High-pH (pH 8.0) structures of M2TM under cryogenic synchrotron (4QK7, Left), room temperature (r.t.) XFEL (5TTC, Center), and room temperature synchrotron (4QKL, Right) diffraction conditions. Waters are shown as spheres (red, full occupancy; light and dark blue, half-occupancy); potential hydrogen bonds are shown as sticks. (Top) The largest number of ordered waters is found in the cryogenic synchrotron diffraction condition; fewer ordered waters are present at room temperature. (Bottom) Electron density for the pore solvent network (blue mesh) is shown to a contour of 0.5 σ. The largest amount of ordered solvent electron density is observed under cryogenic diffraction conditions; the volume and shape of the solvent density for the two room temperature conditions are similar.
Fig. 3.
Fig. 3.
Alternate-occupancy water networks in the low-pH (pH 5.5) room temperature XFEL structure (5JOO). Full-occupancy waters are red, waters from alternate-occupancy network A are cyan, and waters from alternate-occupancy network B are dark blue. Waters within hydrogen-bonding distance of each other are connected by sticks; yellow sticks indicate hydrogen bonds that can be made between the solvent network and protein carbonyls. (Left) Side view of solvent from alternate-occupancy network A (Top) and B (Bottom), with top-down views of the three layers of water in the pore. (Right) Top-down view of all three layers of water in alternate-occupancy network A (Top) and B (Bottom).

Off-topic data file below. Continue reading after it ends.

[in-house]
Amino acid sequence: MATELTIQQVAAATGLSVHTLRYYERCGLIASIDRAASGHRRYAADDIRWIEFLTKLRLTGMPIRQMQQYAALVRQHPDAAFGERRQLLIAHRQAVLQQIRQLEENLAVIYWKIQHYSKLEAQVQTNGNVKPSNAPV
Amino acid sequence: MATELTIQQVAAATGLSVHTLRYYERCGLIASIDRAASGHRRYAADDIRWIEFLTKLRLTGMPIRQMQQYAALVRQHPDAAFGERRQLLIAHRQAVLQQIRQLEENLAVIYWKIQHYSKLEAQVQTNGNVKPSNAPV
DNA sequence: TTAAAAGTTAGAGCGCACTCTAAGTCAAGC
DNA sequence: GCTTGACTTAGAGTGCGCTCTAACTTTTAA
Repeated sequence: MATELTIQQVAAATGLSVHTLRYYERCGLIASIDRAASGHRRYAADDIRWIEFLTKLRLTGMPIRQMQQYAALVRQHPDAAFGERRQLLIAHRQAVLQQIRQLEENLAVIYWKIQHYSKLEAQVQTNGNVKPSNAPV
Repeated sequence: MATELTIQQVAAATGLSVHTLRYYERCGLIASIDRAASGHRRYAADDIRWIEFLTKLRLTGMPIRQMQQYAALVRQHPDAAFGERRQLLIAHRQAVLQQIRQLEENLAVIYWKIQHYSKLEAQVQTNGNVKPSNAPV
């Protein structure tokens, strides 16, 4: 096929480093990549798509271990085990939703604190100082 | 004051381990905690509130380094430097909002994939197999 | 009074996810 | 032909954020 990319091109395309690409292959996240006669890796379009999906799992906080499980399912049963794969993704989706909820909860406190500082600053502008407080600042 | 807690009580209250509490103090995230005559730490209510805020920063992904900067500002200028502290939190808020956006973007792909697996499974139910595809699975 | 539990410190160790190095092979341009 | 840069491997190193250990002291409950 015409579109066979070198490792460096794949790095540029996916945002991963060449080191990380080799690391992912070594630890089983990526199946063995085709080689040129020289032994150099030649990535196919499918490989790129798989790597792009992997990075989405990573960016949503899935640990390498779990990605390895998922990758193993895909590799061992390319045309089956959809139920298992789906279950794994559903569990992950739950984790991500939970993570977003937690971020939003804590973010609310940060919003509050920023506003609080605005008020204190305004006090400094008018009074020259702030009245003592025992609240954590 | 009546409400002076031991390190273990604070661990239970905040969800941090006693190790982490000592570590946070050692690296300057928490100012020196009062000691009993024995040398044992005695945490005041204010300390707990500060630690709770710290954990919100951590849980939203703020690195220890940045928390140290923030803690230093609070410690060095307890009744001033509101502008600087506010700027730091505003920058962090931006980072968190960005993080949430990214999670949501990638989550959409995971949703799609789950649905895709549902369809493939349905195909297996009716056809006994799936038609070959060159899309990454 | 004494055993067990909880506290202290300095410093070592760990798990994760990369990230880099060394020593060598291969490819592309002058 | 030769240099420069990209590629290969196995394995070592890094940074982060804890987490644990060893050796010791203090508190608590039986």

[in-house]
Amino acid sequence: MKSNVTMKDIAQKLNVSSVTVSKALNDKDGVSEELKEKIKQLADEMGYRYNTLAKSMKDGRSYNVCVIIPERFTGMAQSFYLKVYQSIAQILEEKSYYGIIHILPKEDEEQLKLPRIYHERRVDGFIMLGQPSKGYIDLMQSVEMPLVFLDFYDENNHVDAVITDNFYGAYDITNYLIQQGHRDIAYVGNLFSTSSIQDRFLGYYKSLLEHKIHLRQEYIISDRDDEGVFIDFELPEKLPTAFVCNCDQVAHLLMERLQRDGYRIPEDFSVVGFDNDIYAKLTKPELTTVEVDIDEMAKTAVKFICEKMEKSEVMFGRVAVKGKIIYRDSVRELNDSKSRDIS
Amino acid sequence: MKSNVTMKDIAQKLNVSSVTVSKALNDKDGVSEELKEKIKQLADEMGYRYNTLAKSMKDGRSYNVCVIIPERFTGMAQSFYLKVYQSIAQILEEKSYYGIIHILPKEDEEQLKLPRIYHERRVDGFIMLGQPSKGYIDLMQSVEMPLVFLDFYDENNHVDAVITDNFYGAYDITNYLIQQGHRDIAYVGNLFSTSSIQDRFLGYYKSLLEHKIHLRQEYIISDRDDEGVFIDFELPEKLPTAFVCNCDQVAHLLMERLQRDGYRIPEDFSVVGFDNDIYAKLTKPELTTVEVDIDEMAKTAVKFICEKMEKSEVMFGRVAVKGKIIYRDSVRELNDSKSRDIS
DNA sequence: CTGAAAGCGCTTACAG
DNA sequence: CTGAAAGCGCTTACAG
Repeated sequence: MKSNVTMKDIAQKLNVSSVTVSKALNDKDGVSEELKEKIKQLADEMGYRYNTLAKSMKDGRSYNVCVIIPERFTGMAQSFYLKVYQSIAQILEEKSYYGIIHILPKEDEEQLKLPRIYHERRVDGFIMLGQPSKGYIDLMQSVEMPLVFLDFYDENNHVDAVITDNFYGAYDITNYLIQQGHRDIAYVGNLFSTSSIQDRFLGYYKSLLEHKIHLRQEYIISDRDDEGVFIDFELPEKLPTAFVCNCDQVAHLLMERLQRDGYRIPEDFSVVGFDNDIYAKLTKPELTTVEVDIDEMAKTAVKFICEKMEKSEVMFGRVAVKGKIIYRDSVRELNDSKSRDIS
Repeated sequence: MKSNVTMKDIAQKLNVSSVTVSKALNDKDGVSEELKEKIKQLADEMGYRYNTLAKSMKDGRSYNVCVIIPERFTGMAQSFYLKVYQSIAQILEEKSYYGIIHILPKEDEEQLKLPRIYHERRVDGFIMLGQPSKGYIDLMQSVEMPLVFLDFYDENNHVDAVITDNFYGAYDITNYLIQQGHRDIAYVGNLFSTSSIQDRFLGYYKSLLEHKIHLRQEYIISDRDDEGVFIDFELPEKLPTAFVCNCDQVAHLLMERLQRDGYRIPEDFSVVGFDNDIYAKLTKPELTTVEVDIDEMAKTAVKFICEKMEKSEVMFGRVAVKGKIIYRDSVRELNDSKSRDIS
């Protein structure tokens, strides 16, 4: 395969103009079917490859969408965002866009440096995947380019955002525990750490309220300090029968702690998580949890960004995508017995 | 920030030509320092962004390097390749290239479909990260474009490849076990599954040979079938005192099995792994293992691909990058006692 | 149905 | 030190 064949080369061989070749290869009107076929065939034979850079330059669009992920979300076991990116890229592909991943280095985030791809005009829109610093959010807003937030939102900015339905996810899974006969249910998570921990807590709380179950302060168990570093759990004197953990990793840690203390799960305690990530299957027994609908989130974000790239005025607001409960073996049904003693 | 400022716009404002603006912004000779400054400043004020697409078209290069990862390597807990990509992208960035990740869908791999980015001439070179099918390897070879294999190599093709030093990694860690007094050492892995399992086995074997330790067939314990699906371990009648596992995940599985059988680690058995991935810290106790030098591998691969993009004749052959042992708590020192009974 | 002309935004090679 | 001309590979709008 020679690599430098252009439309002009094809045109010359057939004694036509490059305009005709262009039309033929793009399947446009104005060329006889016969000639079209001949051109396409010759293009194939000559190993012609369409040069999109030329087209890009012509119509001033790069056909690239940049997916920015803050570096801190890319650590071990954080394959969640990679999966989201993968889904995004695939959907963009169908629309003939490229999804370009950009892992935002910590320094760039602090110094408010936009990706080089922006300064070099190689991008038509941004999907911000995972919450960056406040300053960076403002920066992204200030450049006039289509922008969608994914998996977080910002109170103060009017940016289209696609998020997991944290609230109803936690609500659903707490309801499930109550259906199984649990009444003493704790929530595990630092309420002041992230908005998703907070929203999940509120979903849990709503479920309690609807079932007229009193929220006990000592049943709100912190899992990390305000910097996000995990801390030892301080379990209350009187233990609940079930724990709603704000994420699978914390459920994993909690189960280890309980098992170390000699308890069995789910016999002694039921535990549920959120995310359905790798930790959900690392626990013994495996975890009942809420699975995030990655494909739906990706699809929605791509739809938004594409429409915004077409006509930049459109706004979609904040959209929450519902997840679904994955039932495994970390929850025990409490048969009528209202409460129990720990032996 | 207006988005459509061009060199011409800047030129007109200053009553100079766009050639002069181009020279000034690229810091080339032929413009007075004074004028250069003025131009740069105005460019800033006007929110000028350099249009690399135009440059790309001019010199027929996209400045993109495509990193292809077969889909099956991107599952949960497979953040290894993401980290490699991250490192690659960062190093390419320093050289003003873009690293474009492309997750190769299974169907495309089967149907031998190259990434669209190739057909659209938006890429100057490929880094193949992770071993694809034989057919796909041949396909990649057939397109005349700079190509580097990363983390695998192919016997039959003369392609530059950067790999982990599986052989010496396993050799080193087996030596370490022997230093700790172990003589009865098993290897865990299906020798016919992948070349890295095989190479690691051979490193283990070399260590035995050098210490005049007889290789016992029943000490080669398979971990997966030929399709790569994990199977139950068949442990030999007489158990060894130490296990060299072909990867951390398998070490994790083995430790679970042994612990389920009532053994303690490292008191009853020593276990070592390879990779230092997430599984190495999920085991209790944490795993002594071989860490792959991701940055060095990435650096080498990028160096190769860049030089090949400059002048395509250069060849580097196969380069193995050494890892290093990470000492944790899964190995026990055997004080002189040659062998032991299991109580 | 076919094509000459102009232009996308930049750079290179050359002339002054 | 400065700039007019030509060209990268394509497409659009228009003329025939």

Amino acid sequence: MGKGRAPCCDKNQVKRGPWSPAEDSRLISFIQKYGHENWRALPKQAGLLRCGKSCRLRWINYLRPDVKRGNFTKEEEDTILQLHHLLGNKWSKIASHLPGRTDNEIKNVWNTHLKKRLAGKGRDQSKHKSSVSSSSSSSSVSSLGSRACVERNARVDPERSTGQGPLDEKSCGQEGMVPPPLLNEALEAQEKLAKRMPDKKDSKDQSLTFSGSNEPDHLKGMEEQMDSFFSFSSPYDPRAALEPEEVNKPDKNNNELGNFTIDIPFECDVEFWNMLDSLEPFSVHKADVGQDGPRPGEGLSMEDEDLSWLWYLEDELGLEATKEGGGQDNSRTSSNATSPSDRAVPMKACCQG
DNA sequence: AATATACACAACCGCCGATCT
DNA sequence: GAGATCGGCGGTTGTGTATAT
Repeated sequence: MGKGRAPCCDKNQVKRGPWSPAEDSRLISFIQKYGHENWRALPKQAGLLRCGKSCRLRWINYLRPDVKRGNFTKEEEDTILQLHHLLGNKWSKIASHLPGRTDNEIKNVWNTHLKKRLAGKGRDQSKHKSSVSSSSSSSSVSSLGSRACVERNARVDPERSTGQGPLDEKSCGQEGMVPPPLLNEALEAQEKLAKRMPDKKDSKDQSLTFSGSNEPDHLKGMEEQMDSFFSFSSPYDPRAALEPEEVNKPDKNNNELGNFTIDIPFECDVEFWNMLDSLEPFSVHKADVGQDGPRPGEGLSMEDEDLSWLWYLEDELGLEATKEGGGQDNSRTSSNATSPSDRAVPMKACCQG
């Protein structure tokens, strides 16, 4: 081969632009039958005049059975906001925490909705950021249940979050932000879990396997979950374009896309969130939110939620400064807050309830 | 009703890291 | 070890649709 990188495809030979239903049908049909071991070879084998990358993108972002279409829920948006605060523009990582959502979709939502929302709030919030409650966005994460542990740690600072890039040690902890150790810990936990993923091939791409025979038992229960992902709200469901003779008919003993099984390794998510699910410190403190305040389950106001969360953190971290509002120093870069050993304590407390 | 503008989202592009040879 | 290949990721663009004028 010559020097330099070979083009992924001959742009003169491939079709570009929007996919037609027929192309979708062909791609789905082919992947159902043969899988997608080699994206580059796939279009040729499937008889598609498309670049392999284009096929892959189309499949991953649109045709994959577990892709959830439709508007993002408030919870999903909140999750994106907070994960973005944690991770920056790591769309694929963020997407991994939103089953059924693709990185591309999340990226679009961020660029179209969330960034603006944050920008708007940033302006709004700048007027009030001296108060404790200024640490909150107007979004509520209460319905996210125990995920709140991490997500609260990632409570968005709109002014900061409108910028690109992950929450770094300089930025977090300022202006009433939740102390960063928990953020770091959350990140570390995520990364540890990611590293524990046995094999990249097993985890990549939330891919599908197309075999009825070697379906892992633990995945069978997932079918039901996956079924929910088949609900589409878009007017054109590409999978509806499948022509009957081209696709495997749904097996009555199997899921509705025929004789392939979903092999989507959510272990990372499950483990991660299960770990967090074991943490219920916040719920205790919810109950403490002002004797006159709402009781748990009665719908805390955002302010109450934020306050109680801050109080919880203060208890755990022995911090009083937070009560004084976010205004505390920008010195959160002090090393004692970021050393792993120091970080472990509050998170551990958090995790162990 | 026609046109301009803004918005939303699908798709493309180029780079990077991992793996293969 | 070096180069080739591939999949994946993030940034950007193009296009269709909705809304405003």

Fig. S2.
Fig. S2.
Possible water networks 1 and 2 form a continuous chain of hydrogen bonds from the top of the water network to the gating His37 residues.
Fig. S3.
Fig. S3.
Possible water networks 3–11 form hydrogen bonds that do not continuously link the top of the water network to the gating His37 residues.
Fig. S4.
Fig. S4.
Solvent layer above His37 in the cryogenic structure of the Inwardclosed conformation at pH 6.5 [3LBW (36), Left] and the RT XFEL structure at pH 6.5. The distance between the His37 residues increases from 4.5 to 8.0 Å, and the water network expands.
Fig. 4.
Fig. 4.
Room temperature XFEL structures of M2TM under all pH conditions: low (pH 5.5, 5JOO, red), intermediate (pH 6.5, 5UM1, green), and high (pH 8.0, 5TTC, blue). Waters are shown as spheres (red, full occupancy; light and dark blue, half-occupancy); potential hydrogen bonds are shown as sticks. (Top) The most ordered waters are observed under the low-pH condition, with fewer waters present at intermediate pH and the smallest number of ordered waters at high pH. Moving from low to high pH, the number of half-occupancy waters decreases and the hydrogen-bonding network becomes less complex. (Bottom) Electron density for the pore solvent network (blue mesh) is shown to a contour of 0.5 σ. The same trend is observed from the electron density maps; the largest volume of solvent density is at low pH, and the smallest volume is at high pH.
Fig. S5.
Fig. S5.
Distance of waters from His37 residues in XFEL structures at high (8.0), intermediate (6.5), and low (5.5) pH, measured in angstroms. (Top) Side view of one monomer; only the waters in the low-pH XFEL structure are close enough to form hydrogen bonds with His37. (Bottom) The water hydrogen bonding to the epsilon nitrogen of His37 is positioned close enough to the Trp41 of an adjacent monomer to form a cation–pi interaction.
Fig. S6.
Fig. S6.
(Left) Visible light image of square M2TM (–46) microcrystals at a concentration of over 1 × 109 per milliliter. (Right) Visible light image of glass syringes full of pooled M2 microcrystals.